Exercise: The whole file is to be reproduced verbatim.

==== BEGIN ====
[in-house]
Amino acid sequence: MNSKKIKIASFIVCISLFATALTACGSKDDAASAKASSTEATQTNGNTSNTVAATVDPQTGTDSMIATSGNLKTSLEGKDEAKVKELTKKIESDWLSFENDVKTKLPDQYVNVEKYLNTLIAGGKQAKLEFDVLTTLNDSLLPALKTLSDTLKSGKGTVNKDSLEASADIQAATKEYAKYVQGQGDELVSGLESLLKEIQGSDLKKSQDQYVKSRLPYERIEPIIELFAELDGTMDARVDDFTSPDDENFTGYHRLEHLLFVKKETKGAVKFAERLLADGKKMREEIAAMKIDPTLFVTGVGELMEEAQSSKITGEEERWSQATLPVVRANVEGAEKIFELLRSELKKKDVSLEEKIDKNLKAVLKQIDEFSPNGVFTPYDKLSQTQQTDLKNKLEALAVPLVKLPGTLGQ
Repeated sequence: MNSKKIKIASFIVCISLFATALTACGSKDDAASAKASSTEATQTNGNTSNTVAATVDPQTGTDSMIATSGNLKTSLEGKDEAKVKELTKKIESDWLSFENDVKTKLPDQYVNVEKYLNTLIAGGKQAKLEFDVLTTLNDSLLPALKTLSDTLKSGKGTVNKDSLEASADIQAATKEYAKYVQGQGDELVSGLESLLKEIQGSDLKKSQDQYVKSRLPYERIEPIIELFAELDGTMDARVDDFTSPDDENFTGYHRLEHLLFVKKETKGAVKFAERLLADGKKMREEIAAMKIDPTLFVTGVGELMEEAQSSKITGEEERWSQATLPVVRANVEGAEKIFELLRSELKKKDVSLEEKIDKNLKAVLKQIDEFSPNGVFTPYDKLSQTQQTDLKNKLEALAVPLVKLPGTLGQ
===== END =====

[in-house]
Amino acid sequence: MNSKKIKIASFIVCISLFATALTACGSKDDAASAKASSTEATQTNGNTSNTVAATVDPQTGTDSMIATSGNLKTSLEGKDEAKVKELTKKIESDWLSFENDVKTKLPDQYVNVEKYLNTLIAGGKQAKLEFDVLTTLNDSLLPALKTLSDTLKSGKGTVNKDSLEASADIQAATKEYAKYVQGQGDELVSGLESLLKEIQGSDLKKSQDQYVKSRLPYERIEPIIELFAELDGTMDARVDDFTSPDDENFTGYHRLEHLLFVKKETKGAVKFAERLLADGKKMREEIAAMKIDPTLFVTGVGELMEEAQSSKITGEEERWSQATLPVVRANVEGAEKIFELLRSELKKKDVSLEEKIDKNLKAVLKQIDEFSPNGVFTPYDKLSQTQQTDLKNKLEALAVPLVKLPGTLGQ
Repeated sequence: MNSKKIKIASFIVCISLFATALTACGSKDDAASAKASSTEATQTNGNTSNTVAATVDPQTGTDSMIATSGNLKTSLEGKDEAKVKELTKKIESDWLSFENDVKTKLPDQYVNVEKYLNTLIAGGKQAKLEFDVLTTLNDSLLPALKTLSDTLKSGKGTVNKDSLEASADIQAATKEYAKYVQGQGDELVSGLESLLKEIQGSDLKKSQDQYVKSRLPYERIEPIIELFAELDGTMDARVDDFTSPDDENFTGYHRLEHLLFVKKETKGAVKFAERLLADGKKMREEIAAMKIDPTLFVTGVGELMEEAQSSKITGEEERWSQATLPVVRANVEGAEKIFELLRSELKKKDVSLEEKIDKNLKAVLKQIDEFSPNGVFTPYDKLSQTQQTDLKNKLEALAVPLVKLPGTLGQ